For me I like to wander to clear my head and inevitably I wander into a clothing or shoe store. Recently, I found myself in Zara at the clearance rack. Now, I always find a piece in Zara that just isn’t right on the clearance rack but this particular time after making my rounds, I thought to myself, “with a little love this could be awesome”. Usually buying something just to fix it is something I frown upon but these pants were $10, 100% cotton and were the perfect build for some great culottes. It would only cost me a little time and a little thread to make these my dream pants. If this scenario sounds familiar, I’m not surprised. I feel like this happens to a lot of people and sometimes a little guidance is needed. So, because I know that not everyone sews or enjoys sewing, I put together 4 cardinal rules you should think about before you buy a piece of clothing that requires fixing.
#1 Make sure there are no major issues
Everything is not fixable this includes an item that is too tight. If you are looking at big holes, move on, you came to shop not become an expert in patch working. Believe me I understand your pain being a frequent of the vintage shops. I once had to give up the most magnificent vintage cashmere sweater because it had small moth holes all over it. I thought sure I can work in some beading to match what’s already there but the time commitment was not worth the price.
#2 If there is a length issue, check for extra fabric
I don’t know about you but I have really long arms. However, I have a petite build so you can see where I’m going with this right? Anytime you find an item that you must have and the sleeves are too long, know that’s an easy fix. Now, if you’re like me, always check for extra fabric in the hem. If it’s enough fabric to make it look like you’re not wearing an extra smedium jacket, then go for it. Otherwise, count your loses because there’s nothing worse than buying something that you will never wear. I promise you, your arms will not get shorter.
#3 As I stated in number 1, weigh the price per wear against the hassle or the amount it will take to fix the issue(s)
If you need to completely reconstruct your garment, move on, it will cost entirely too much. If the garment is lined, know that it will cost more to alter: “A lining is like a second dress.” Delicate and intricate items requires more care and time to sew; cotton is easiest and cheapest to alter. However, if you’re not sure, get the item and get an estimate from a tailor. Now this is the most important step in this rule, BELIEVE YOUR TAILOR. If your tailor tells you the results are not worth the price, believe them. They not only went to school for design but they most likely did an apprenticeship so they know what they’re talking about. Just take a deep breath and return the item.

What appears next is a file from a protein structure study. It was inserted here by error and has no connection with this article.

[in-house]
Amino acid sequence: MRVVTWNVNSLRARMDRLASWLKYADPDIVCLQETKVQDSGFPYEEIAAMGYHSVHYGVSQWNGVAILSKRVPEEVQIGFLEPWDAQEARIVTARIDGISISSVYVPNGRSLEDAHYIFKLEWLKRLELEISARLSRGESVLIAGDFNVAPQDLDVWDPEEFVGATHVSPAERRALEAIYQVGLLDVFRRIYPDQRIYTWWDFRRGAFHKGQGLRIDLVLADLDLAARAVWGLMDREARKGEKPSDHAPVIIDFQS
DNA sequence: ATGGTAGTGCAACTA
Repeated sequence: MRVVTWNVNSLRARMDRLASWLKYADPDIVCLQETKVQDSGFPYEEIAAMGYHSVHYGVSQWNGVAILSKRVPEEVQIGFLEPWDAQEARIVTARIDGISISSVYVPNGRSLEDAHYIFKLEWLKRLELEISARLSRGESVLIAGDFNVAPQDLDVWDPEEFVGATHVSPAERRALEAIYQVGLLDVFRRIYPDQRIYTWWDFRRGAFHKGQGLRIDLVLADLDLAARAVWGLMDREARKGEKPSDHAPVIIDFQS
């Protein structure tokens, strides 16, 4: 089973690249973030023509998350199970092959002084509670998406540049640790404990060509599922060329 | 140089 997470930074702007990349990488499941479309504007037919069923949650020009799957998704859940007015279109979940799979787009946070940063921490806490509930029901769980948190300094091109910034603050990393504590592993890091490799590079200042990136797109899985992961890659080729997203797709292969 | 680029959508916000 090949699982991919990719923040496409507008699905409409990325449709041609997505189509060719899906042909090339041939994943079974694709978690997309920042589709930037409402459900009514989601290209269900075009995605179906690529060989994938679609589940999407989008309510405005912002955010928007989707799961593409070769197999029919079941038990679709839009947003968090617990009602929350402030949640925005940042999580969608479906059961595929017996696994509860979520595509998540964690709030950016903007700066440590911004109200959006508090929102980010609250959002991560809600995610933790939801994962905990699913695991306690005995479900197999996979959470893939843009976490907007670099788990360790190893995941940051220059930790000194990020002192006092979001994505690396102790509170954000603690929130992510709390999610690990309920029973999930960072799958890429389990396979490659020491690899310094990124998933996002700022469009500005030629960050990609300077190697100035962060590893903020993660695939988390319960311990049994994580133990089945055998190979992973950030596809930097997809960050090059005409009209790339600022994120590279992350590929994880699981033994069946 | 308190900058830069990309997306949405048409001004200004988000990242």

#4 Don’t let Brand names be your downfall.
I personally don’t care about the big brands, if it’s a wonderful fit and made out of quality material I’m in love. However, I know some that do and all I have to say is don’t let that cloud your judgment. Just because it’s a big brand and expensive does not mean that it will fit well or be made from quality materials. Besides, no one will care about the brand name if you aren’t looking your best. Remember, paying hundreds of thousands of dollars on something for a name when it doesn’t make you feel 100% awesome is a crime against your pocketbook and yourself.
Seems grim, I know but some tailoring options aren’t that expensive. So spending a little extra on an item to get the perfect fit is usually a possibility. I just want you to really weigh if the piece you’re treasuring on the rack is worth the extra cash and if you think it will be a repeated wear.